LG: London has long been a melting pot, drawing incredible talent from across the globe. It has been my home for half of my life, a place that continues to surprise and inspire me daily. London will always be international. As the London Mayor, Sadiq Khan, once said, when the UK officially left the EU, “London is open and no matter where you’re from, you will always belong here.” Therefore, I do not see it as a French person in a British city constructing something so visionary. Several years on from Brexit, London continues to attract the world’s most exciting artistic talent and in turn collectors. It’s a hub for exchange and that is exactly how we see Ladbroke Hall.

 

DS: You opened less than six months ago; what would you want people to be saying about Ladbroke Hall in ten years?

LG: That’s a great question. I envision Ladbroke Hall in ten years to be the premier social and arts club where everyday visitors create wonderful memories and forged new friendships and collaborations. It is exciting to think what else Ladbroke Hall has in store, making it a journey we can only fully appreciate by waiting and enjoying the ride.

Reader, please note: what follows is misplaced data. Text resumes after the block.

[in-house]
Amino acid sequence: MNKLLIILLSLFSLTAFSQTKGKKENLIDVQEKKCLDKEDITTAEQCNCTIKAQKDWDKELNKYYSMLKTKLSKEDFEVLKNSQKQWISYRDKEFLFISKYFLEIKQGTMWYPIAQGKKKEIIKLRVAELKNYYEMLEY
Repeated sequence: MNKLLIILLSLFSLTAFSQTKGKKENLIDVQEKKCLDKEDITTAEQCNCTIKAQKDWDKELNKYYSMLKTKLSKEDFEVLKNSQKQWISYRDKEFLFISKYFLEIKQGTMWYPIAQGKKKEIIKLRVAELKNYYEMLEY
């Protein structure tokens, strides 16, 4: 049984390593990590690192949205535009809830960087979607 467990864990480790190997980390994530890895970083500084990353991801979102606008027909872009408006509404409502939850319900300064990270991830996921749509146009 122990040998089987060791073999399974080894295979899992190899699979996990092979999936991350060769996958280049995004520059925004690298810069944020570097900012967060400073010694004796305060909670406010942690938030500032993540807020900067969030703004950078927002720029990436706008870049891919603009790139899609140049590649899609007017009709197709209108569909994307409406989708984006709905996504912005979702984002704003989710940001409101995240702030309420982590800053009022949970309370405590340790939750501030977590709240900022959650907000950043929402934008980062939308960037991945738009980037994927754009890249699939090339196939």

DS: What were your biggest challenges in its creation?

LG: Crafting Ladbroke Hall was in no means an easy feat. It is thanks to our team, collaborators and artists who helped create Ladbroke Hall. My business partner, Julien Lombrail and I pulled together a band of artists that were keen on joining the vision for this ecosystem.

two men in suits sitting on steps

Loïc Le Gaillard and Julien Lombrail are the co-founders of Ladbroke Hall, which blends a high end restaurant, a bar, a commercial arts-ace, a jazz club and a new garden space.

DS: What do you seek to achieve, and who do you seek to attract, through your programming.